Those of us old enough to remember the Watergate scandal from the early 1970s will remember that what brought down Richard Nixon’s presidency was not the burglary of the Democratic National Headquarters in the Watergate Hotel, but rather the cover-up that followed the burglary. A similar principle can be seen in employment law. Often, it is not original act of alleged discrimination or harassment that brings down an employer, but rather a subsequent act of retaliation the employer engages in against the employee who accuses it of discrimination or harassment.
Let’s say you are an employer, and one of your employees claims that they are being paid less than their co-workers because of their sex or race. You, as the employer, happen to know that is not true. You have legitimate, non-discriminatory reasons for paying this particular worker less. Perhaps he is less productive than his co-workers, or perhaps he has less experience. Nevertheless, you find yourself being falsely accused of race or sex discrimination.
You understandably are angry, right? You have been falsely accused of a really bad act. Essentially, you have been accused of being a racist or sexist. Can’t you fire the employee who has made this false accusation against you?
No, you can’t. At least not legally.
Retaliation is a normal human response. That is why it happens so often. When any of us is attacked, regardless of whether the attack is physical or verbal or otherwise, our immediate impulse is to retaliate. It is almost a reflex. We instinctively act to defend ourselves from the attacker. That is why retaliation claims are so common, and why they get so many employers into trouble. When we retaliate, we are just doing what comes naturally.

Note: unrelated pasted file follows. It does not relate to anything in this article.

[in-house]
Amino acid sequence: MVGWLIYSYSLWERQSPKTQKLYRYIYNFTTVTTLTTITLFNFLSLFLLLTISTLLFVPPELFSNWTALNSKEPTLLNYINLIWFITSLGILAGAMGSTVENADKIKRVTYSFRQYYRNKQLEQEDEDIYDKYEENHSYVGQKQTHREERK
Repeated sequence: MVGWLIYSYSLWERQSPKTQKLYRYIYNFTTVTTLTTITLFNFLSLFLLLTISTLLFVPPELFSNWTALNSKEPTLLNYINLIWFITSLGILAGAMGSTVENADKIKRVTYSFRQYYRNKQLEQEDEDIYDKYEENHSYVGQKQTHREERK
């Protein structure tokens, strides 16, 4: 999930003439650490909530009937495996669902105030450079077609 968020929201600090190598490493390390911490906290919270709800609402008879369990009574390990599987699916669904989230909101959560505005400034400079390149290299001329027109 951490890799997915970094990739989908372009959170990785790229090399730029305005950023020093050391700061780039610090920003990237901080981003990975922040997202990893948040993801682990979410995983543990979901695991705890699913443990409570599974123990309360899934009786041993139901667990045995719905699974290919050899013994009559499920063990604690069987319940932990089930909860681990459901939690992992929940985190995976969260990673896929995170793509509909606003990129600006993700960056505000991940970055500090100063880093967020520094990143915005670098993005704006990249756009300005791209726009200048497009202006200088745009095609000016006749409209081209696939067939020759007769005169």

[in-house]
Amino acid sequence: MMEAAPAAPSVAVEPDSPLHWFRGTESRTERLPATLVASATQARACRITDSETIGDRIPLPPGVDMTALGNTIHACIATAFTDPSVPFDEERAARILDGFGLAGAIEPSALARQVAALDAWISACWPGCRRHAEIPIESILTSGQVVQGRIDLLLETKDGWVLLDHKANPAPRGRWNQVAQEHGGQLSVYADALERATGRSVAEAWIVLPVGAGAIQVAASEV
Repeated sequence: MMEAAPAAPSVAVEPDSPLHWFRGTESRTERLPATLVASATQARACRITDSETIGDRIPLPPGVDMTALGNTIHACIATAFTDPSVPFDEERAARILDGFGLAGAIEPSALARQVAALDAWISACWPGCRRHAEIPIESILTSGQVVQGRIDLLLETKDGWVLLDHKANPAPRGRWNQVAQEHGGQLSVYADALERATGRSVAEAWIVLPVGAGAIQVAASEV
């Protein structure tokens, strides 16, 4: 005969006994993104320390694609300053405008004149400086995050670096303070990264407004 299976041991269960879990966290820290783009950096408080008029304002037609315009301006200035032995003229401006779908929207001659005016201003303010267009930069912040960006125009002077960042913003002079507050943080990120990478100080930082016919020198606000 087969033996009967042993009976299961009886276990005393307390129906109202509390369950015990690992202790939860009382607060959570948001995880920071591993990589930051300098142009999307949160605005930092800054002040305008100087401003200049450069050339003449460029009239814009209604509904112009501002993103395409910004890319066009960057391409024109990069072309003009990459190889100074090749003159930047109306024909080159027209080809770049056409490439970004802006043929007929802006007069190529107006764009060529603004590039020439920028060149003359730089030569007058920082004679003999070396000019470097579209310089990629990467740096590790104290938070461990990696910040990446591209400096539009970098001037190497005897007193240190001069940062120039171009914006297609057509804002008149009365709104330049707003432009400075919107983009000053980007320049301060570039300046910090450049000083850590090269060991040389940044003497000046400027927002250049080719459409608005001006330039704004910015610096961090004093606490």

Despite retaliation being a normal and natural human response, in this context the law says the employer CANNOT legally do it. As long as the employee has a reasonable belief that his allegation is true – even if he turns out to be completely wrong – the employer is prohibited from retaliating against him in any form for making the accusation. This principle not only applies when the accusation is made as part of a formal legal action, such as filing a charge with a government agency, but also when an accusation is made informally, such as in a conversation with a supervisor or human resources employee.
The prohibition against retaliation is very broad. Prohibited retaliation includes not just obvious actions like firing the employee, but also more subtle actions, such as harassment, excluding the employee from opportunities for overtime, or denying the employee a promotion.
If you have questions about your rights as an employer or an employee when it comes to retaliation, it is wise to seek the advice of an experienced employment attorney before you act. Just remember what happened to Richard Nixon!